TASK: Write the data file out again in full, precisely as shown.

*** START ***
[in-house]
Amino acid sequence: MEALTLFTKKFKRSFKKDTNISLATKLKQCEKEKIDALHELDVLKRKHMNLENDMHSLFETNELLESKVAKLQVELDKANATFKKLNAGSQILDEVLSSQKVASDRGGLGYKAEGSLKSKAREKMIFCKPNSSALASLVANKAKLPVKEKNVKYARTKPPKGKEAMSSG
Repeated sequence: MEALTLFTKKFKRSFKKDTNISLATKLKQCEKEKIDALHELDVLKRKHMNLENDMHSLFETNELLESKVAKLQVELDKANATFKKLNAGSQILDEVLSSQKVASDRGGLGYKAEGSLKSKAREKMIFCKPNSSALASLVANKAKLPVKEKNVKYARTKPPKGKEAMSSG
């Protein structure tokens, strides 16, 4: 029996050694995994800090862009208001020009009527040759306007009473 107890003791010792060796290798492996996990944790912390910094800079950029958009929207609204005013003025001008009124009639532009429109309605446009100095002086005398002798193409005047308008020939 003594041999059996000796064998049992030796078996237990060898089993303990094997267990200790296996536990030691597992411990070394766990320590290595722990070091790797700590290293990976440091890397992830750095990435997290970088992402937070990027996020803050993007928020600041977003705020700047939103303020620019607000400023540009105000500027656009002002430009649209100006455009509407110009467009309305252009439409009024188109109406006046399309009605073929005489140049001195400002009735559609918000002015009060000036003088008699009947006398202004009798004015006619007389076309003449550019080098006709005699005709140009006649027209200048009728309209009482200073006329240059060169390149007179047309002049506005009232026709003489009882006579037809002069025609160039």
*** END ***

[in-house]
Amino acid sequence: MEALTLFTKKFKRSFKKDTNISLATKLKQCEKEKIDALHELDVLKRKHMNLENDMHSLFETNELLESKVAKLQVELDKANATFKKLNAGSQILDEVLSSQKVASDRGGLGYKAEGSLKSKAREKMIFCKPNSSALASLVANKAKLPVKEKNVKYARTKPPKGKEAMSSG
Repeated sequence: MEALTLFTKKFKRSFKKDTNISLATKLKQCEKEKIDALHELDVLKRKHMNLENDMHSLFETNELLESKVAKLQVELDKANATFKKLNAGSQILDEVLSSQKVASDRGGLGYKAEGSLKSKAREKMIFCKPNSSALASLVANKAKLPVKEKNVKYARTKPPKGKEAMSSG
């Protein structure tokens, strides 16, 4: 029996050694995994800090862009208001020009009527040759306007009473 107890003791010792060796290798492996996990944790912390910094800079950029958009929207609204005013003025001008009124009639532009429109309605446009100095002086005398002798193409005047308008020939 003594041999059996000796064998049992030796078996237990060898089993303990094997267990200790296996536990030691597992411990070394766990320590290595722990070091790797700590290293990976440091890397992830750095990435997290970088992402937070990027996020803050993007928020600041977003705020700047939103303020620019607000400023540009105000500027656009002002430009649209100006455009509407110009467009309305252009439409009024188109109406006046399309009605073929005489140049001195400002009735559609918000002015009060000036003088008699009947006398202004009798004015006619007389076309003449550019080098006709005699005709140009006649027209200048009728309209009482200073006329240059060169390149007179047309002049506005009232026709003489009882006579037809002069025609160039």